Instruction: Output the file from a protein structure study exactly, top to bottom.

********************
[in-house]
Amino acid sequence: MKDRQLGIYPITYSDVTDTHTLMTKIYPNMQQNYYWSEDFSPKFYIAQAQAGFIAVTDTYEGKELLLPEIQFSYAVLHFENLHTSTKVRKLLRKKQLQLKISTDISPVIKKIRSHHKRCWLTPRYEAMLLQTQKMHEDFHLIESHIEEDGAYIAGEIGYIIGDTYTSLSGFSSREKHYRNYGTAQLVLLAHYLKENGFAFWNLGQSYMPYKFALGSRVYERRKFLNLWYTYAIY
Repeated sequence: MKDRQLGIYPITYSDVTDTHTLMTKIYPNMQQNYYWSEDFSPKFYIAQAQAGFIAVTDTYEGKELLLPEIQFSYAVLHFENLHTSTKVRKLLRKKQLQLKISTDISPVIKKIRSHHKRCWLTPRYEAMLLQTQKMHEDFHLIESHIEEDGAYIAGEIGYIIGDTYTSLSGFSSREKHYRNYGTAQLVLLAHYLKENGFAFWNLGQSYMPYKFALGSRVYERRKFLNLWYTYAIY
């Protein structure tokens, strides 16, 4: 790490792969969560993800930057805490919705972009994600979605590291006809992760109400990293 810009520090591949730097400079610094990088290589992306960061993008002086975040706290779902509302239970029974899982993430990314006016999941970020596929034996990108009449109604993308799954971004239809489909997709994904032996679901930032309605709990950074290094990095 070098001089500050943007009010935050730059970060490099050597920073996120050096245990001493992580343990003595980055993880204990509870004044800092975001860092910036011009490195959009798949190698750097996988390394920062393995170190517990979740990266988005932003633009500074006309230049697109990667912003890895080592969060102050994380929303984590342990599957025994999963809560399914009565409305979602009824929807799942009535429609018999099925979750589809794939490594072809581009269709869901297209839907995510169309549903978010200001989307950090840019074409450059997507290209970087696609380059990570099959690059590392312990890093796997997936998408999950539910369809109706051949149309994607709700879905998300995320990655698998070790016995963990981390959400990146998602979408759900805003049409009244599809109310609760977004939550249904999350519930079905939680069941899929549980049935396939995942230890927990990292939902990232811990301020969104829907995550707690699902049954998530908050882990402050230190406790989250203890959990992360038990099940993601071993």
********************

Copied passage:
[in-house]
Amino acid sequence: MKDRQLGIYPITYSDVTDTHTLMTKIYPNMQQNYYWSEDFSPKFYIAQAQAGFIAVTDTYEGKELLLPEIQFSYAVLHFENLHTSTKVRKLLRKKQLQLKISTDISPVIKKIRSHHKRCWLTPRYEAMLLQTQKMHEDFHLIESHIEEDGAYIAGEIGYIIGDTYTSLSGFSSREKHYRNYGTAQLVLLAHYLKENGFAFWNLGQSYMPYKFALGSRVYERRKFLNLWYTYAIY
Repeated sequence: MKDRQLGIYPITYSDVTDTHTLMTKIYPNMQQNYYWSEDFSPKFYIAQAQAGFIAVTDTYEGKELLLPEIQFSYAVLHFENLHTSTKVRKLLRKKQLQLKISTDISPVIKKIRSHHKRCWLTPRYEAMLLQTQKMHEDFHLIESHIEEDGAYIAGEIGYIIGDTYTSLSGFSSREKHYRNYGTAQLVLLAHYLKENGFAFWNLGQSYMPYKFALGSRVYERRKFLNLWYTYAIY
């Protein structure tokens, strides 16, 4: 790490792969969560993800930057805490919705972009994600979605590291006809992760109400990293 810009520090591949730097400079610094990088290589992306960061993008002086975040706290779902509302239970029974899982993430990314006016999941970020596929034996990108009449109604993308799954971004239809489909997709994904032996679901930032309605709990950074290094990095 070098001089500050943007009010935050730059970060490099050597920073996120050096245990001493992580343990003595980055993880204990509870004044800092975001860092910036011009490195959009798949190698750097996988390394920062393995170190517990979740990266988005932003633009500074006309230049697109990667912003890895080592969060102050994380929303984590342990599957025994999963809560399914009565409305979602009824929807799942009535429609018999099925979750589809794939490594072809581009269709869901297209839907995510169309549903978010200001989307950090840019074409450059997507290209970087696609380059990570099959690059590392312990890093796997997936998408999950539910369809109706051949149309994607709700879905998300995320990655698998070790016995963990981390959400990146998602979408759900805003049409009244599809109310609760977004939550249904999350519930079905939680069941899929549980049935396939995942230890927990990292939902990232811990301020969104829907995550707690699902049954998530908050882990402050230190406790989250203890959990992360038990099940993601071993």